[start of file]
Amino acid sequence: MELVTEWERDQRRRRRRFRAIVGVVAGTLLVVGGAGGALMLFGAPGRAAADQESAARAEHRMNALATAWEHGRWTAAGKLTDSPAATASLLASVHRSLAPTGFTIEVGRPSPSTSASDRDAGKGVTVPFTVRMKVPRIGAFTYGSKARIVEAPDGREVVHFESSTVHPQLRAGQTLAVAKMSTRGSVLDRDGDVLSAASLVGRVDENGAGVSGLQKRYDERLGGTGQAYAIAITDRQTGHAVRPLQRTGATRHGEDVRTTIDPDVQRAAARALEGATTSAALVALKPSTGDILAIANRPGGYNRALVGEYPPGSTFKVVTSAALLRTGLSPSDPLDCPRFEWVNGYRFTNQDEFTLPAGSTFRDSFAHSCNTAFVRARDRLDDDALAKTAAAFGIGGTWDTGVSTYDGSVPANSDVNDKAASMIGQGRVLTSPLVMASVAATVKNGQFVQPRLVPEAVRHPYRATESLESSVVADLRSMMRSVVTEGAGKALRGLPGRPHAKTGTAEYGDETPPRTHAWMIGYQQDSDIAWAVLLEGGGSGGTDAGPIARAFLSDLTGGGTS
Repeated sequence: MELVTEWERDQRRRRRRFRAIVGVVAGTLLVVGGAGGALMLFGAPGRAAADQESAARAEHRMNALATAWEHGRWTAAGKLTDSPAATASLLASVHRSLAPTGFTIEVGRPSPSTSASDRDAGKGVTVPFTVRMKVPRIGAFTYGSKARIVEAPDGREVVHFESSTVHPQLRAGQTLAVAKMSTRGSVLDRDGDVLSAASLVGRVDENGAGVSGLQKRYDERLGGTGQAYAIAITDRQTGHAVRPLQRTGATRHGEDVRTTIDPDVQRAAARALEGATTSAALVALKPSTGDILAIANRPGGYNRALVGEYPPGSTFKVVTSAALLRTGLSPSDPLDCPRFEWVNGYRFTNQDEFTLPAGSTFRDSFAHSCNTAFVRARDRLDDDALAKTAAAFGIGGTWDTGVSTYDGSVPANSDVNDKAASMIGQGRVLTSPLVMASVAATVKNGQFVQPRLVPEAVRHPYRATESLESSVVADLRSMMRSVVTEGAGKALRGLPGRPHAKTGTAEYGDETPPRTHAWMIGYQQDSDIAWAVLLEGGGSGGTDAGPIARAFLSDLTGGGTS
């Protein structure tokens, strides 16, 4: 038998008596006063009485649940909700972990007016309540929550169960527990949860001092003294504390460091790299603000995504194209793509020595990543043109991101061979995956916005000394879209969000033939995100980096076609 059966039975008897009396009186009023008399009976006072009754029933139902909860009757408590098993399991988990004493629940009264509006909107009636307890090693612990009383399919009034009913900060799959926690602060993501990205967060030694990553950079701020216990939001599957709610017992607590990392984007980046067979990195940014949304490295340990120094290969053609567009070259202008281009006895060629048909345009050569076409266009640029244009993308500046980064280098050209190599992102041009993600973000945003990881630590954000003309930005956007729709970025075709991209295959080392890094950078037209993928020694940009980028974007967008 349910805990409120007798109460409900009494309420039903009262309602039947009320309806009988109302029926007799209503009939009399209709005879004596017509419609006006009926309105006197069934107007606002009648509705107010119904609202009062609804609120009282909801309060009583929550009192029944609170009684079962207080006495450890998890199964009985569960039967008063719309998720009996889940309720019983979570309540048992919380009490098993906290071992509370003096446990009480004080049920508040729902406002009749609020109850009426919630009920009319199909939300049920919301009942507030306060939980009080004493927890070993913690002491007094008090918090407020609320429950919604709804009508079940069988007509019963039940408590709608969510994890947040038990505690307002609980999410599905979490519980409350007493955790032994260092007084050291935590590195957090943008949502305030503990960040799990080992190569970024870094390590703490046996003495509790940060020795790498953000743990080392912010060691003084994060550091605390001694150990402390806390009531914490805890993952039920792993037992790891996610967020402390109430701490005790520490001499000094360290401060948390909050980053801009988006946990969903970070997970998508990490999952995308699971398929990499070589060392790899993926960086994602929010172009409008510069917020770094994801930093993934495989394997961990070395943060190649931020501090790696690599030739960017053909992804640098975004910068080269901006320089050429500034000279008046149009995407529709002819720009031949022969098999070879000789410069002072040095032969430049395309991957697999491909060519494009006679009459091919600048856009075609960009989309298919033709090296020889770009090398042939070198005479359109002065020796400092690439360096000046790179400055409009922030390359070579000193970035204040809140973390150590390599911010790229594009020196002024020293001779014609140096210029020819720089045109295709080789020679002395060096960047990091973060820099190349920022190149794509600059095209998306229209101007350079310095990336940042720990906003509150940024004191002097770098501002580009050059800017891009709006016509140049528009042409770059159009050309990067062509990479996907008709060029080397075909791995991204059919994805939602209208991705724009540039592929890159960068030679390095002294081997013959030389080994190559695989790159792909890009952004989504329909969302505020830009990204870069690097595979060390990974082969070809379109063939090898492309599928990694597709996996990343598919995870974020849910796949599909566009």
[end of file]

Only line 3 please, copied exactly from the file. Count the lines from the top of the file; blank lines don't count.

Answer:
């Protein structure tokens, strides 16, 4: 038998008596006063009485649940909700972990007016309540929550169960527990949860001092003294504390460091790299603000995504194209793509020595990543043109991101061979995956916005000394879209969000033939995100980096076609 059966039975008897009396009186009023008399009976006072009754029933139902909860009757408590098993399991988990004493629940009264509006909107009636307890090693612990009383399919009034009913900060799959926690602060993501990205967060030694990553950079701020216990939001599957709610017992607590990392984007980046067979990195940014949304490295340990120094290969053609567009070259202008281009006895060629048909345009050569076409266009640029244009993308500046980064280098050209190599992102041009993600973000945003990881630590954000003309930005956007729709970025075709991209295959080392890094950078037209993928020694940009980028974007967008 349910805990409120007798109460409900009494309420039903009262309602039947009320309806009988109302029926007799209503009939009399209709005879004596017509419609006006009926309105006197069934107007606002009648509705107010119904609202009062609804609120009282909801309060009583929550009192029944609170009684079962207080006495450890998890199964009985569960039967008063719309998720009996889940309720019983979570309540048992919380009490098993906290071992509370003096446990009480004080049920508040729902406002009749609020109850009426919630009920009319199909939300049920919301009942507030306060939980009080004493927890070993913690002491007094008090918090407020609320429950919604709804009508079940069988007509019963039940408590709608969510994890947040038990505690307002609980999410599905979490519980409350007493955790032994260092007084050291935590590195957090943008949502305030503990960040799990080992190569970024870094390590703490046996003495509790940060020795790498953000743990080392912010060691003084994060550091605390001694150990402390806390009531914490805890993952039920792993037992790891996610967020402390109430701490005790520490001499000094360290401060948390909050980053801009988006946990969903970070997970998508990490999952995308699971398929990499070589060392790899993926960086994602929010172009409008510069917020770094994801930093993934495989394997961990070395943060190649931020501090790696690599030739960017053909992804640098975004910068080269901006320089050429500034000279008046149009995407529709002819720009031949022969098999070879000789410069002072040095032969430049395309991957697999491909060519494009006679009459091919600048856009075609960009989309298919033709090296020889770009090398042939070198005479359109002065020796400092690439360096000046790179400055409009922030390359070579000193970035204040809140973390150590390599911010790229594009020196002024020293001779014609140096210029020819720089045109295709080789020679002395060096960047990091973060820099190349920022190149794509600059095209998306229209101007350079310095990336940042720990906003509150940024004191002097770098501002580009050059800017891009709006016509140049528009042409770059159009050309990067062509990479996907008709060029080397075909791995991204059919994805939602209208991705724009540039592929890159960068030679390095002294081997013959030389080994190559695989790159792909890009952004989504329909969302505020830009990204870069690097595979060390990974082969070809379109063939090898492309599928990694597709996996990343598919995870974020849910796949599909566009």